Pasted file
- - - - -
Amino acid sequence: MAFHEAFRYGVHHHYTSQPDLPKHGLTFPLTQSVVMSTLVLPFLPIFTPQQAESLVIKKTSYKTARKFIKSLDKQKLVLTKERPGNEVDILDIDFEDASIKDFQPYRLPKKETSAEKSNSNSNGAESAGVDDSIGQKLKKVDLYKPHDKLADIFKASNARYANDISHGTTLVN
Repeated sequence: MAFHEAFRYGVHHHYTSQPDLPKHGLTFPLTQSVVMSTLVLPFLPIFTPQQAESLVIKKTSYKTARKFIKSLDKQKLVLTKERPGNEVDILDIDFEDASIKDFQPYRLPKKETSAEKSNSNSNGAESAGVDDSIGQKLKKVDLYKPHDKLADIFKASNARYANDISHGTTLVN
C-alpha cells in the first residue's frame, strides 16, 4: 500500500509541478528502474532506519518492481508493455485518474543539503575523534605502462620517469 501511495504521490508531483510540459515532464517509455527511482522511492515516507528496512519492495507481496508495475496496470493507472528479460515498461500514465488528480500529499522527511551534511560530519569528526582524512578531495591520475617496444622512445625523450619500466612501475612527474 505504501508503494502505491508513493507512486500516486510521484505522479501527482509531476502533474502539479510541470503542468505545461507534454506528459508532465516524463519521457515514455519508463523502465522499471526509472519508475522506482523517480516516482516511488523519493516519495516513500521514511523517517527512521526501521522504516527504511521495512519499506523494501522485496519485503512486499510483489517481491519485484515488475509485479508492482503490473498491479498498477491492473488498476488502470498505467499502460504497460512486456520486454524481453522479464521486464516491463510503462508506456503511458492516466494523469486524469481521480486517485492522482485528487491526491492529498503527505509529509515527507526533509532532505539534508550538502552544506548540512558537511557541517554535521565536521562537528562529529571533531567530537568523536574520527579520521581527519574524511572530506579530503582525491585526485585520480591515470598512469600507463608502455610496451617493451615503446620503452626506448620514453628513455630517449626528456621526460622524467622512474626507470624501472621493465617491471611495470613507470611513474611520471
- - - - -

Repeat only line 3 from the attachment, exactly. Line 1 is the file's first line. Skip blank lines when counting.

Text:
C-alpha cells in the first residue's frame, strides 16, 4: 500500500509541478528502474532506519518492481508493455485518474543539503575523534605502462620517469 501511495504521490508531483510540459515532464517509455527511482522511492515516507528496512519492495507481496508495475496496470493507472528479460515498461500514465488528480500529499522527511551534511560530519569528526582524512578531495591520475617496444622512445625523450619500466612501475612527474 505504501508503494502505491508513493507512486500516486510521484505522479501527482509531476502533474502539479510541470503542468505545461507534454506528459508532465516524463519521457515514455519508463523502465522499471526509472519508475522506482523517480516516482516511488523519493516519495516513500521514511523517517527512521526501521522504516527504511521495512519499506523494501522485496519485503512486499510483489517481491519485484515488475509485479508492482503490473498491479498498477491492473488498476488502470498505467499502460504497460512486456520486454524481453522479464521486464516491463510503462508506456503511458492516466494523469486524469481521480486517485492522482485528487491526491492529498503527505509529509515527507526533509532532505539534508550538502552544506548540512558537511557541517554535521565536521562537528562529529571533531567530537568523536574520527579520521581527519574524511572530506579530503582525491585526485585520480591515470598512469600507463608502455610496451617493451615503446620503452626506448620514453628513455630517449626528456621526460622524467622512474626507470624501472621493465617491471611495470613507470611513474611520471